- Open streets advocates and Council Member Danny Dromm fought back and won when opponents briefly convinced the 115th Precinct to turn the 34th Avenue open street into a car-choked roadway on Sunday because of the annual Ecuadorian Day parade a few blocks away. Apparently, the precinct listened to a few anti-open street people and decided all by itself to turn the city’s “permanent” program into a police matter. Fortunately, Dromm made calls and got the whole thing sorted out. The open street remained open. (And, interestingly enough, the cops had a great time at the parade!)
- Wai Wah Chin of the Chinese American Citizens Alliance Greater New York tried to drag all the conservative bete noirs about liberals — their supposed anti-police, anti-working people elitism — into an op-ed opposing the city’s plan to make Seventh and Eighth avenues in Brooklyn safer and more transit-friendly for, wait for it, the very working people Chin claims he speaks for. Further undermining Chin’s argument is the photo that illustrated the article: it was filled with working people who will benefit from the plan. (Also, what’s with all the first-name references to DOT Commissioner Hank Gutman?) (NY Post)
- DOT has begun the final stretch of the needlessly delayed Queens Boulevard bike lane. (Queens Eagle)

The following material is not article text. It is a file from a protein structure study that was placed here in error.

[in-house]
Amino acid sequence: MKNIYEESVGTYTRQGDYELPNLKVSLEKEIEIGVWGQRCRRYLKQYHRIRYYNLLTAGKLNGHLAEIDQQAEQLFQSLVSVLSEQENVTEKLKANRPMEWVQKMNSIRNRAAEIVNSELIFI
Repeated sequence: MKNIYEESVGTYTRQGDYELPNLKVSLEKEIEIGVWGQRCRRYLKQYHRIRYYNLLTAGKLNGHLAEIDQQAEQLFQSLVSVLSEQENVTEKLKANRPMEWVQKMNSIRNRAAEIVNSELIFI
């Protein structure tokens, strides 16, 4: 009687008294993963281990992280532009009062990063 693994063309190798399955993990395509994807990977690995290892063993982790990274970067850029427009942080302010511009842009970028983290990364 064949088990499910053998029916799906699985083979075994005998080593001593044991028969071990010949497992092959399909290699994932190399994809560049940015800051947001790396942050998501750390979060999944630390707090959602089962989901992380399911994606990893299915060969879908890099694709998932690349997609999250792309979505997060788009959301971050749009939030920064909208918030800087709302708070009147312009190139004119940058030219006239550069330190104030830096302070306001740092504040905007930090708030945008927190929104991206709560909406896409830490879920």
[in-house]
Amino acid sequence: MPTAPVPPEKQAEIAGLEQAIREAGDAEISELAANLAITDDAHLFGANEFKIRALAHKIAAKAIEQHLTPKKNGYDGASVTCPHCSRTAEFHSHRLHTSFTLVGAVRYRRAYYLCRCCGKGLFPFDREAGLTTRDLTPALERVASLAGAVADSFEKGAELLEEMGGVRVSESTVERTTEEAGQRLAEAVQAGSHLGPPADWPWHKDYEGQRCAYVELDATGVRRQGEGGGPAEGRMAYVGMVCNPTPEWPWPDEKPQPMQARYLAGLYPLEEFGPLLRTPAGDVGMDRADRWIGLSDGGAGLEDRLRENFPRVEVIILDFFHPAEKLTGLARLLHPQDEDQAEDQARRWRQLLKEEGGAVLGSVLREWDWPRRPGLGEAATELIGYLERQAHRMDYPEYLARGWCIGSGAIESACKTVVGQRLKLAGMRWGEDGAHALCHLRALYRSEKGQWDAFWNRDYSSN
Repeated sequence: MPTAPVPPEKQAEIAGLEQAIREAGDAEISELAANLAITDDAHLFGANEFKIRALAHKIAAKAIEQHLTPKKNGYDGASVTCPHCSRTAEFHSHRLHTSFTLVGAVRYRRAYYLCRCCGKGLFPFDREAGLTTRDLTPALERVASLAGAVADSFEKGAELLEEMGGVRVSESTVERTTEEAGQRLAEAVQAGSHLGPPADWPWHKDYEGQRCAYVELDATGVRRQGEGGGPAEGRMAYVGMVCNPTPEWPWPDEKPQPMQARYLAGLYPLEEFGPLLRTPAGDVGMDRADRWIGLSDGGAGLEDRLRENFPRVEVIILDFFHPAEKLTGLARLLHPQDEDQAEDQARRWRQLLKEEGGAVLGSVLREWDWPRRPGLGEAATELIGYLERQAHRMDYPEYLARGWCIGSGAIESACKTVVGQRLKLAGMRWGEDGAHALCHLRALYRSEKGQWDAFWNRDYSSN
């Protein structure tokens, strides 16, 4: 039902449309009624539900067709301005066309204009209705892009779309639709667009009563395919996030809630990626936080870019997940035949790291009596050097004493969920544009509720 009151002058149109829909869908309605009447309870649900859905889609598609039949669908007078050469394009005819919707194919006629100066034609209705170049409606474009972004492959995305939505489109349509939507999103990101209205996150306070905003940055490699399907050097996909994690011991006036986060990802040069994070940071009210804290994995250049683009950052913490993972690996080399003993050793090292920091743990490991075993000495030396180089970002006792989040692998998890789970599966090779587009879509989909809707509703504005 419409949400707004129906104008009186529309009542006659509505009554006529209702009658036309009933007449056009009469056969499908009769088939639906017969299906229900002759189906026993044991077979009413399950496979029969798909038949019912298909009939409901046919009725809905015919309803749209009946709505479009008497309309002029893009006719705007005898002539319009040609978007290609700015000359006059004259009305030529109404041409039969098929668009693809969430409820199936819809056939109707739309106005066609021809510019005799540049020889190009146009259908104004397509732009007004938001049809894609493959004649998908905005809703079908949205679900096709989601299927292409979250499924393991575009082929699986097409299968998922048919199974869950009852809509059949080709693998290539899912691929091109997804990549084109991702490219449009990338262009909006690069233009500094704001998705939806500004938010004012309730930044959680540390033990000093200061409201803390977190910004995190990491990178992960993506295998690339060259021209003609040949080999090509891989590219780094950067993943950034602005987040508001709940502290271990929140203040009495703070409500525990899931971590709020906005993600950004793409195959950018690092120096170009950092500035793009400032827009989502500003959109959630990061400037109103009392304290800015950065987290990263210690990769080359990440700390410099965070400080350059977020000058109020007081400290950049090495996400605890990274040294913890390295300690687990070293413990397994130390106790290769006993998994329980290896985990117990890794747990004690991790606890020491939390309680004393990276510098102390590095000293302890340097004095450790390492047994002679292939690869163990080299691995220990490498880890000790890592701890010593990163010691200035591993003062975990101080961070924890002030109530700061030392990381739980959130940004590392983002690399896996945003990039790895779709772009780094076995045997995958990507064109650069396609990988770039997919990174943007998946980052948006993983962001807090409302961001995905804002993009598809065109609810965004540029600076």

- City Limits followed Streetsblog’s coverage of the Story Avenue bus lane project as part of a broader look at how the DOT has failed to serve Bronx bus users. In its reprehensibly badly reported version, News12 took the revanchist, pro-car view, basing an entire story on the view of one car owner resident and ignoring the needs of tens of thousands of bus riders.
- One more thing about Summer Streets: At the event, Paul Krikler of the NYC People’s Choice Awards presented activists Jim Burke (34th Avenue open street), Sophie Maerowitz (Avenue B open street) and CJ Wojtkowski (Queens) with awards for their work.
- Make sure you don’t unlock the wrong Citi Bike — scammers are swapping QR codes. (NY Post)
- The protected bike lane on Avenue C is taking shape (Choresh Wald via Twitter). Of course, people who would prefer to use public space for storing privately owned cars are upset. Hey, Pat Kiernan, are you aware of this pro-car story on your beloved NY1?
- Speaking of privilege, some people in Chelsea want the local heliport — which serves the wealthy — shut down. (Chelsea Community News)
- The weekend carnage:
- And, finally, please do not do this:
— Noah Goldberg (@Noah__Goldberg) August 7, 2021